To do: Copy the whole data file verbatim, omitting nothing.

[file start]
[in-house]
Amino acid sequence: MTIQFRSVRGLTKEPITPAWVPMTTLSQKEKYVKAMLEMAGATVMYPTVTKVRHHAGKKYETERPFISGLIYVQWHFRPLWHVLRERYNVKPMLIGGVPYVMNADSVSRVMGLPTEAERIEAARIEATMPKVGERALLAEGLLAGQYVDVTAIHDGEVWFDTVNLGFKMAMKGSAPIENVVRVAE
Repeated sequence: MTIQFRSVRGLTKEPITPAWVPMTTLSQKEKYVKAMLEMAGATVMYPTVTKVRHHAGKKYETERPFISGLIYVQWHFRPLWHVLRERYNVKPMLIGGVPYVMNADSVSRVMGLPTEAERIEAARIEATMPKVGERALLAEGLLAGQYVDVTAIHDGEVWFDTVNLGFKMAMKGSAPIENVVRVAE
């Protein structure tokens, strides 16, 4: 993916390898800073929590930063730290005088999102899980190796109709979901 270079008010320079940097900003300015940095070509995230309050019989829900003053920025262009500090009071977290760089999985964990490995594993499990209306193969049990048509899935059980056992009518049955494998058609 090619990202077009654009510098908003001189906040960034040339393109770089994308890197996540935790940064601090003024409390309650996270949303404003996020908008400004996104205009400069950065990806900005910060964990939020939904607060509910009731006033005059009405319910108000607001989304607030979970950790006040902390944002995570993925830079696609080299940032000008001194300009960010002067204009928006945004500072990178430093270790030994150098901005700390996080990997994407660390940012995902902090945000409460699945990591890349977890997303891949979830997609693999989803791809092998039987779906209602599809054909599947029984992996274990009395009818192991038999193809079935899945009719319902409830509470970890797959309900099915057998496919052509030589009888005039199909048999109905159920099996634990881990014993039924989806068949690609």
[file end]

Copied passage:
[in-house]
Amino acid sequence: MTIQFRSVRGLTKEPITPAWVPMTTLSQKEKYVKAMLEMAGATVMYPTVTKVRHHAGKKYETERPFISGLIYVQWHFRPLWHVLRERYNVKPMLIGGVPYVMNADSVSRVMGLPTEAERIEAARIEATMPKVGERALLAEGLLAGQYVDVTAIHDGEVWFDTVNLGFKMAMKGSAPIENVVRVAE
Repeated sequence: MTIQFRSVRGLTKEPITPAWVPMTTLSQKEKYVKAMLEMAGATVMYPTVTKVRHHAGKKYETERPFISGLIYVQWHFRPLWHVLRERYNVKPMLIGGVPYVMNADSVSRVMGLPTEAERIEAARIEATMPKVGERALLAEGLLAGQYVDVTAIHDGEVWFDTVNLGFKMAMKGSAPIENVVRVAE
């Protein structure tokens, strides 16, 4: 993916390898800073929590930063730290005088999102899980190796109709979901 270079008010320079940097900003300015940095070509995230309050019989829900003053920025262009500090009071977290760089999985964990490995594993499990209306193969049990048509899935059980056992009518049955494998058609 090619990202077009654009510098908003001189906040960034040339393109770089994308890197996540935790940064601090003024409390309650996270949303404003996020908008400004996104205009400069950065990806900005910060964990939020939904607060509910009731006033005059009405319910108000607001989304607030979970950790006040902390944002995570993925830079696609080299940032000008001194300009960010002067204009928006945004500072990178430093270790030994150098901005700390996080990997994407660390940012995902902090945000409460699945990591890349977890997303891949979830997609693999989803791809092998039987779906209602599809054909599947029984992996274990009395009818192991038999193809079935899945009719319902409830509470970890797959309900099915057998496919052509030589009888005039199909048999109905159920099996634990881990014993039924989806068949690609």